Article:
A neat piece and another Museum Quality Coin on our site.
It was struck by Christoph and Augustus Bechtler sometime around 1840 in Rutherfordton, North Carolina from native gold mined on site.
A look at our enlarged photo of the denomination side reveals that the die cutter, besides engraving the N in ONE backwards, used upside down V’s instead of A’s in the legends. This example is very sharply struck, such that you can also see the vestiges of what appears to be the smaller, original, correctly oriented(!) N that he partially effaced before executing the larger, backward letter.
In describing the $1 denomination in his Encyclopedia, Breen states the following:
“Similar pieces with normal N, from Newcomer and in the ANS (without punctuation), are almost certainly early counterfeits. The fact that counterfeiters made imitations of the Bechler’s coinage is a backhanded compliment to them – a testament to the acceptance of their coinage by the local populace.”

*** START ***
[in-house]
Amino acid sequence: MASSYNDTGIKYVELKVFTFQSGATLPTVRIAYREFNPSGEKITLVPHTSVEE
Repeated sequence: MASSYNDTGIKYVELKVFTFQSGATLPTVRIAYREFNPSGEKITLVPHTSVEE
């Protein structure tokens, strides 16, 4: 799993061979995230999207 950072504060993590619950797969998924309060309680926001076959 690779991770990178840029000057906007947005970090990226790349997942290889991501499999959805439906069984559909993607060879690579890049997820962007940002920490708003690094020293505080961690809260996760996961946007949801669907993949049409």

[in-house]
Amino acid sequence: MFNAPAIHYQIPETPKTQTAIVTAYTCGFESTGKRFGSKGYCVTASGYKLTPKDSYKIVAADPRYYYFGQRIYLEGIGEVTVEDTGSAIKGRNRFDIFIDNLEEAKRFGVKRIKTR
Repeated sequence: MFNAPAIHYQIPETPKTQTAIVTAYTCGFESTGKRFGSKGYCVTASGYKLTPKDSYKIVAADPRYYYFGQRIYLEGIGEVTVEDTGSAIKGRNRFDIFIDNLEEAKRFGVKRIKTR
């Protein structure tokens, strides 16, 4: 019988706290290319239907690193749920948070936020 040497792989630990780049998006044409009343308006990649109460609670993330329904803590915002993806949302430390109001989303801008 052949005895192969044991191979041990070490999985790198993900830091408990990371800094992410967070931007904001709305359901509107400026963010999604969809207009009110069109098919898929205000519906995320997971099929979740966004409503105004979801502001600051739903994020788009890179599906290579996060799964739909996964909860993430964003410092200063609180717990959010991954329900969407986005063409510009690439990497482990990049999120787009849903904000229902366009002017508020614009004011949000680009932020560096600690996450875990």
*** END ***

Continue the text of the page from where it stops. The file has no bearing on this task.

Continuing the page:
Again quoting Breen: “For decades even after the Civil War, many people in the South never saw any gold other than Bechtler’s . . .”
The coin itself is a really wholesome example of this series, and one of the scant few remaining pieces that hasn’t been run through the mill, conserved, stripped of its original skin (and its dignity) and placed in a shiny new NGC MS61 holder.
This one is the real McCoy, and is worthy of a serious collection.
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Coin #: 10055 | Cert. #: 6482615